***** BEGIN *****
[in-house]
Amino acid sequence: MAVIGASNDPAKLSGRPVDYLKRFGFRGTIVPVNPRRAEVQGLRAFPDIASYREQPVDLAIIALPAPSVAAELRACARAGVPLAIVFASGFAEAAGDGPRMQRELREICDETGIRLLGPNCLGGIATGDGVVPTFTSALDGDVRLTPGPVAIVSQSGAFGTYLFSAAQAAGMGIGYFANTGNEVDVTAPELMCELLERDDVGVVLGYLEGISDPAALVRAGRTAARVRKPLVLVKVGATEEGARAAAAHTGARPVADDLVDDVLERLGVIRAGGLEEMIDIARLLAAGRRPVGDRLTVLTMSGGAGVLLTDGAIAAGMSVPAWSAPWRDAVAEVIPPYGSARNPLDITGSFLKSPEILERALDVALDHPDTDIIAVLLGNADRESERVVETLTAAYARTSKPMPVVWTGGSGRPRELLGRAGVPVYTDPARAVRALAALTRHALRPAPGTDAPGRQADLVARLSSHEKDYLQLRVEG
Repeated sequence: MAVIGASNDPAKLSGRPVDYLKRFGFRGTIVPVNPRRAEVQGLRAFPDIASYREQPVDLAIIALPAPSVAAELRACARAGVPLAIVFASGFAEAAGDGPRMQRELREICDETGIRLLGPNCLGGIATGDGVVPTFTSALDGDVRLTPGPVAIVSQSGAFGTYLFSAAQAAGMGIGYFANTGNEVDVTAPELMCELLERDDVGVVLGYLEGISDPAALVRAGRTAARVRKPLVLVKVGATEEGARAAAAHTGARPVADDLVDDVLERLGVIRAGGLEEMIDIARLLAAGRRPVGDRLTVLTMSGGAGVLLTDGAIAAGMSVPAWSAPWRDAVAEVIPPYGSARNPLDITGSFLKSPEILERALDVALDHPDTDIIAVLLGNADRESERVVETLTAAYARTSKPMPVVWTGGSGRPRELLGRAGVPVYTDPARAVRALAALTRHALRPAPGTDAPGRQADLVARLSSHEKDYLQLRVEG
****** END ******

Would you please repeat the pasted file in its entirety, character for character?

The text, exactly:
[in-house]
Amino acid sequence: MAVIGASNDPAKLSGRPVDYLKRFGFRGTIVPVNPRRAEVQGLRAFPDIASYREQPVDLAIIALPAPSVAAELRACARAGVPLAIVFASGFAEAAGDGPRMQRELREICDETGIRLLGPNCLGGIATGDGVVPTFTSALDGDVRLTPGPVAIVSQSGAFGTYLFSAAQAAGMGIGYFANTGNEVDVTAPELMCELLERDDVGVVLGYLEGISDPAALVRAGRTAARVRKPLVLVKVGATEEGARAAAAHTGARPVADDLVDDVLERLGVIRAGGLEEMIDIARLLAAGRRPVGDRLTVLTMSGGAGVLLTDGAIAAGMSVPAWSAPWRDAVAEVIPPYGSARNPLDITGSFLKSPEILERALDVALDHPDTDIIAVLLGNADRESERVVETLTAAYARTSKPMPVVWTGGSGRPRELLGRAGVPVYTDPARAVRALAALTRHALRPAPGTDAPGRQADLVARLSSHEKDYLQLRVEG
Repeated sequence: MAVIGASNDPAKLSGRPVDYLKRFGFRGTIVPVNPRRAEVQGLRAFPDIASYREQPVDLAIIALPAPSVAAELRACARAGVPLAIVFASGFAEAAGDGPRMQRELREICDETGIRLLGPNCLGGIATGDGVVPTFTSALDGDVRLTPGPVAIVSQSGAFGTYLFSAAQAAGMGIGYFANTGNEVDVTAPELMCELLERDDVGVVLGYLEGISDPAALVRAGRTAARVRKPLVLVKVGATEEGARAAAAHTGARPVADDLVDDVLERLGVIRAGGLEEMIDIARLLAAGRRPVGDRLTVLTMSGGAGVLLTDGAIAAGMSVPAWSAPWRDAVAEVIPPYGSARNPLDITGSFLKSPEILERALDVALDHPDTDIIAVLLGNADRESERVVETLTAAYARTSKPMPVVWTGGSGRPRELLGRAGVPVYTDPARAVRALAALTRHALRPAPGTDAPGRQADLVARLSSHEKDYLQLRVEG